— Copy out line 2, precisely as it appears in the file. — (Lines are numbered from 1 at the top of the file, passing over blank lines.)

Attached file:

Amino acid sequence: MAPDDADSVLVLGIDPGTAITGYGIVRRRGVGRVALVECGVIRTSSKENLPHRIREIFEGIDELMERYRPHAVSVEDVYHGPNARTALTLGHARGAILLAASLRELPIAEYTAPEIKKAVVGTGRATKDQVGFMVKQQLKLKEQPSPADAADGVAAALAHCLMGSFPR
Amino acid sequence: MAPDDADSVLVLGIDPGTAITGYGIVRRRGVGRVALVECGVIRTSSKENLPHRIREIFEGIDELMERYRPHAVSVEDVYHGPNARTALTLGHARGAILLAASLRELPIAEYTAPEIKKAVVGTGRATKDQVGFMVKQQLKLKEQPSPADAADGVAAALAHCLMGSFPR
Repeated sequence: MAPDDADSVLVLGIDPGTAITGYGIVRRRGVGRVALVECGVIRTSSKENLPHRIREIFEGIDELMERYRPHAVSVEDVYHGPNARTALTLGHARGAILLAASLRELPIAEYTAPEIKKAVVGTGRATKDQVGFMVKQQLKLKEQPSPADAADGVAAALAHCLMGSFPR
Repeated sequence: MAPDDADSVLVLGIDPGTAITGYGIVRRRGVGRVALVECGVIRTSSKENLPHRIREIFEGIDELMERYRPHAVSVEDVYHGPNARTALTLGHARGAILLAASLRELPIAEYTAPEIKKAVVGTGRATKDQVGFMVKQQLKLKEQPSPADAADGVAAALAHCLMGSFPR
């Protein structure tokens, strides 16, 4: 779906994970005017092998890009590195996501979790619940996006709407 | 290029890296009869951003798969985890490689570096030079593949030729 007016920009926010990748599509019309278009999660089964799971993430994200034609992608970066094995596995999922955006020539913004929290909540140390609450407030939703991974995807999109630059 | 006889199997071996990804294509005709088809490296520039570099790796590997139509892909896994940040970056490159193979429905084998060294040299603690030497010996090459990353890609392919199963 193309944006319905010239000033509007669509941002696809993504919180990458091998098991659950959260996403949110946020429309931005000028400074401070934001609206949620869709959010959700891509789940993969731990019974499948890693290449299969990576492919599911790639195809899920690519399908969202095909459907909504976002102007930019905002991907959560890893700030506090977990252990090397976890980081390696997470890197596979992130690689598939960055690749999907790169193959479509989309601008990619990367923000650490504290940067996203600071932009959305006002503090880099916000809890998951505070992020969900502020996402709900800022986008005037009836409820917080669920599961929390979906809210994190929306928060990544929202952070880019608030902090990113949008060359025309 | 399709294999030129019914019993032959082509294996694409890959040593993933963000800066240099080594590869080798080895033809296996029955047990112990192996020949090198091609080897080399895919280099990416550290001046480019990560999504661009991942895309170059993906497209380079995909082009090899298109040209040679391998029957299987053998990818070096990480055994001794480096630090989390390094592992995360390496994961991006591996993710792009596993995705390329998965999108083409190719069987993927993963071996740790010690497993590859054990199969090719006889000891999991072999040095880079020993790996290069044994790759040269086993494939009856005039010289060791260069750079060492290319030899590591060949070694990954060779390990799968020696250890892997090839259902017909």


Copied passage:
Amino acid sequence: MAPDDADSVLVLGIDPGTAITGYGIVRRRGVGRVALVECGVIRTSSKENLPHRIREIFEGIDELMERYRPHAVSVEDVYHGPNARTALTLGHARGAILLAASLRELPIAEYTAPEIKKAVVGTGRATKDQVGFMVKQQLKLKEQPSPADAADGVAAALAHCLMGSFPR